Increased costs put the brakes on NCT’s profits

One in every two cars tested is rechecked but overall test numbers fell

The company that operates the National Car Test (NCT) last year earned revenues of €1.52 million a week, new figures show. However, increased costs at Applus Car Testing Service Ltd saw pre-tax profits fall by 34 per cent to €4.99 million.

The company’s cost base increased by 6 per cent from €71 million to €75.25 million last year. That was more than enough to wipe out the 1.6 per cent rise in sales by Applus to €79.04 million from €77.8 million.


The chief factor behind the increase in revenues was €1.2 million last year generated from the National Standards Authority of Ireland that did not occur in 2017.

Revenues from testing actually slipped marginally – to €71.38 million from €71.82 million in 2017 – as the number of cars presenting for tests fell. Figures published by the NCT show that the number of tests carried out last year totalled 2.023 million – 1.34 million full tests and 680,763 retests. That indicates that one in every two cars presenting for a test in the 12 months had to return for a retest.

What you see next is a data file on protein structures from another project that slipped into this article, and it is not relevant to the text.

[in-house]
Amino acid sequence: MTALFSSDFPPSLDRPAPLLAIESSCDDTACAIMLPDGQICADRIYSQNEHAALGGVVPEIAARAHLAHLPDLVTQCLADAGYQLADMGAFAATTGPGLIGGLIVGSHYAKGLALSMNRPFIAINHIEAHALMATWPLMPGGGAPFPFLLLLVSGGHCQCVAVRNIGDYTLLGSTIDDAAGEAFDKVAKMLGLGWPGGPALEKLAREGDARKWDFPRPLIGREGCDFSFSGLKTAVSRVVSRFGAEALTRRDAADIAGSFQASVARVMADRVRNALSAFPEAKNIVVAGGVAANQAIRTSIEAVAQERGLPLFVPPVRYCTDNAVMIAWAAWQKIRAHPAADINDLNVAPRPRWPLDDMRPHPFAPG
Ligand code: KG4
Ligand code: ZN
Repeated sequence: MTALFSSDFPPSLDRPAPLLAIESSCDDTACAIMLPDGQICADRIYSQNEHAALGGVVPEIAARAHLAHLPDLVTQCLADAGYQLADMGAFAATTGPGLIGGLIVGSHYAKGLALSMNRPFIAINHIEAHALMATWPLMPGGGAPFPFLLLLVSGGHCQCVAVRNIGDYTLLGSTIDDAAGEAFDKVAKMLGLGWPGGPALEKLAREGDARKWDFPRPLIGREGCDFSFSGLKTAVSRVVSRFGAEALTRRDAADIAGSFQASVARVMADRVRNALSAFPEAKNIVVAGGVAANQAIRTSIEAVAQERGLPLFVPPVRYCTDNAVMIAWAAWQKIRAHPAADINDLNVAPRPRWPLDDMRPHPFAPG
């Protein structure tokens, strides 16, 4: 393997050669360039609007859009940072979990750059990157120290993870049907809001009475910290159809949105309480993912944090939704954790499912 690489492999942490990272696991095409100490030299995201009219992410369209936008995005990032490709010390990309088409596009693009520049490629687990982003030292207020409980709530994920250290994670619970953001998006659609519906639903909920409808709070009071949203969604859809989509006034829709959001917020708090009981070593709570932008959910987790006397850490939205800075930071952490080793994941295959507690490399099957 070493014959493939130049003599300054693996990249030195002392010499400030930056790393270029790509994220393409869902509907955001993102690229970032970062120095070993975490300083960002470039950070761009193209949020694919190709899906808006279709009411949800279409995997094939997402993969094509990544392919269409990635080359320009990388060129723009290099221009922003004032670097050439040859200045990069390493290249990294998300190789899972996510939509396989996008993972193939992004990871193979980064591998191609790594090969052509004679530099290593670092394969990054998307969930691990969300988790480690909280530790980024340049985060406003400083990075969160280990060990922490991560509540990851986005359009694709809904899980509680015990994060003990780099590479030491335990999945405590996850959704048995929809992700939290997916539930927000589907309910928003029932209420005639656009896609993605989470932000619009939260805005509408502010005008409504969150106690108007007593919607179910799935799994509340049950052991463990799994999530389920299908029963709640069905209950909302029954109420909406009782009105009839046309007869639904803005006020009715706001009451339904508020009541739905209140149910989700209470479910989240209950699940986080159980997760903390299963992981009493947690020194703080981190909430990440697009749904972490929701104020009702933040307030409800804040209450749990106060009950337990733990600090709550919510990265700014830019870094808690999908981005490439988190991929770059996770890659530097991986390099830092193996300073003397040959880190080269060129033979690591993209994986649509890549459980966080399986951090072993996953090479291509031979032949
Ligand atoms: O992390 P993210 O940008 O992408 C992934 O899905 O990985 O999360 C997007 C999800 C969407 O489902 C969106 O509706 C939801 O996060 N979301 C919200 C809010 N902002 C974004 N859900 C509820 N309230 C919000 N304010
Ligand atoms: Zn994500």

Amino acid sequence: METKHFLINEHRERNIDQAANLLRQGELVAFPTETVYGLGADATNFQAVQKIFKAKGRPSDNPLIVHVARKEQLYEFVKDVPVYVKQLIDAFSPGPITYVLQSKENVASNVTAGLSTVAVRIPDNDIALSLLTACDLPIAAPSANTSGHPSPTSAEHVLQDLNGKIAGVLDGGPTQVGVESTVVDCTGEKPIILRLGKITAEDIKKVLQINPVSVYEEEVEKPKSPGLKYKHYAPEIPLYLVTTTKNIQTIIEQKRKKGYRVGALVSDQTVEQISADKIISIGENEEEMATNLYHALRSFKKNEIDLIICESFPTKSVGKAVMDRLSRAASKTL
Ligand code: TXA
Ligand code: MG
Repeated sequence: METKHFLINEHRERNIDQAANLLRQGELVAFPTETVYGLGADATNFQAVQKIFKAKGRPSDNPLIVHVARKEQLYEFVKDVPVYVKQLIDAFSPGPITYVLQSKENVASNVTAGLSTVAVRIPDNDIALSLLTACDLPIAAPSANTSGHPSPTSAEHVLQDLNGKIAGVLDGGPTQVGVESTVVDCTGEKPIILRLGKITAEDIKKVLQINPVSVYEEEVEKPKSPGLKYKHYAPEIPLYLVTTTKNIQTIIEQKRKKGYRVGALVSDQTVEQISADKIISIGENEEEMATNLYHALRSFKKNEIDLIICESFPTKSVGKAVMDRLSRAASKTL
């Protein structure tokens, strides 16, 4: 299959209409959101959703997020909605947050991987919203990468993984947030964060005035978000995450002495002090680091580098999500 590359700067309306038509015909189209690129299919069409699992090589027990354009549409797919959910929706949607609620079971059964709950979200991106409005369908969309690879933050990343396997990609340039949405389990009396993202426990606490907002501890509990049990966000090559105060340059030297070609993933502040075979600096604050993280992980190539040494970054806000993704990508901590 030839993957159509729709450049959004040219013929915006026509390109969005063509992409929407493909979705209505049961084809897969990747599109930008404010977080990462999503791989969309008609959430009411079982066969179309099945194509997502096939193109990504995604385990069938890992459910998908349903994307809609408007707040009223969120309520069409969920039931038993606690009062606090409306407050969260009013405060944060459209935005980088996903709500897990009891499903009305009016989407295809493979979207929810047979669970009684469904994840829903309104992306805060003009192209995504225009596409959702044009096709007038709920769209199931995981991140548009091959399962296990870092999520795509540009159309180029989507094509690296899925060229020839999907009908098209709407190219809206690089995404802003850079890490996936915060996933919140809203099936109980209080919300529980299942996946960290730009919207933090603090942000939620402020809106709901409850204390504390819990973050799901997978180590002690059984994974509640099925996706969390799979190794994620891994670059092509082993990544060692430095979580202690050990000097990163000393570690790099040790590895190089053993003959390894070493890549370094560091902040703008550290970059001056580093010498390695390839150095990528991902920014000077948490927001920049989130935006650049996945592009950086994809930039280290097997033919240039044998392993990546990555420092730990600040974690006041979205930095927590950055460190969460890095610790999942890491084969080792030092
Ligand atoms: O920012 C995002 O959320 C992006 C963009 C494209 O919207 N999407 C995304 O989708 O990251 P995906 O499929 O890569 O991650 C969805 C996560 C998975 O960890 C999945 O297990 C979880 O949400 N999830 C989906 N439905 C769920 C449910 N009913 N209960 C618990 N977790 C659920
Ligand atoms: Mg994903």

The National Car Testing service had completed 2.043 million tests in 2017. The directors said that the number of vehicles tested in 2018 was ahead of the company’s 10-year business plan. Productivity remained consistent with previous years. they said.

The company also generated €2.2 million in revenues from other ancillary income and €4 million from VRT Import Conformance Inspection.

Applus paid a dividend of €5.7 million to its Spanish parent, down on the €8.3 million paid in 2017. The company has paid a total of €31.31 million in dividends to date.


The national car test was introduced in 2000 on foot of an EU directive. Applus has been operating the NCT since 2010 and the contract expires next June. The directors said that they are in the process of re-tendering for the business with the Road Safety Authority (RSA).

The current cost of a full test is €55 and a re-test costs €28.

The business employed 802 people last year, 12 fewer than in the previous 12 months, but staff costs rose to €34.34 million from €34 million. Remuneration for the firm’s directors last year totalled €247,013.

Gordon Deegan

Gordon Deegan

Gordon Deegan is a contributor to The Irish Times